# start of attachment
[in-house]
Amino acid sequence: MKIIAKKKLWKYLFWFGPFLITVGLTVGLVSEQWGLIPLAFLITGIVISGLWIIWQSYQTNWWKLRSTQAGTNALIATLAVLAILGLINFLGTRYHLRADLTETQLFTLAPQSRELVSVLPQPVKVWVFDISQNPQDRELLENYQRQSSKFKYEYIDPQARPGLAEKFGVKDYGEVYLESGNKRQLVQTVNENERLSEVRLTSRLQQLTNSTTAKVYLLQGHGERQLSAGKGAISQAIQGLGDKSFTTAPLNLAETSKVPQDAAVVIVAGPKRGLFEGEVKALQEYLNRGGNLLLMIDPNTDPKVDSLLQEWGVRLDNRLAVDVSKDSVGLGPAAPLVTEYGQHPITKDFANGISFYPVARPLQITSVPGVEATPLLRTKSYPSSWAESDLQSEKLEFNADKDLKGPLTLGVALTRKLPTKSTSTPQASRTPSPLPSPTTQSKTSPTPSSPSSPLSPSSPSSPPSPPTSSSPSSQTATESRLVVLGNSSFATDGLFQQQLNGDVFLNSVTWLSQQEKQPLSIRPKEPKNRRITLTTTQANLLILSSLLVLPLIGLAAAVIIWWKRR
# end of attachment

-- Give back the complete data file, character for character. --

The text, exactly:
[in-house]
Amino acid sequence: MKIIAKKKLWKYLFWFGPFLITVGLTVGLVSEQWGLIPLAFLITGIVISGLWIIWQSYQTNWWKLRSTQAGTNALIATLAVLAILGLINFLGTRYHLRADLTETQLFTLAPQSRELVSVLPQPVKVWVFDISQNPQDRELLENYQRQSSKFKYEYIDPQARPGLAEKFGVKDYGEVYLESGNKRQLVQTVNENERLSEVRLTSRLQQLTNSTTAKVYLLQGHGERQLSAGKGAISQAIQGLGDKSFTTAPLNLAETSKVPQDAAVVIVAGPKRGLFEGEVKALQEYLNRGGNLLLMIDPNTDPKVDSLLQEWGVRLDNRLAVDVSKDSVGLGPAAPLVTEYGQHPITKDFANGISFYPVARPLQITSVPGVEATPLLRTKSYPSSWAESDLQSEKLEFNADKDLKGPLTLGVALTRKLPTKSTSTPQASRTPSPLPSPTTQSKTSPTPSSPSSPLSPSSPSSPPSPPTSSSPSSQTATESRLVVLGNSSFATDGLFQQQLNGDVFLNSVTWLSQQEKQPLSIRPKEPKNRRITLTTTQANLLILSSLLVLPLIGLAAAVIIWWKRR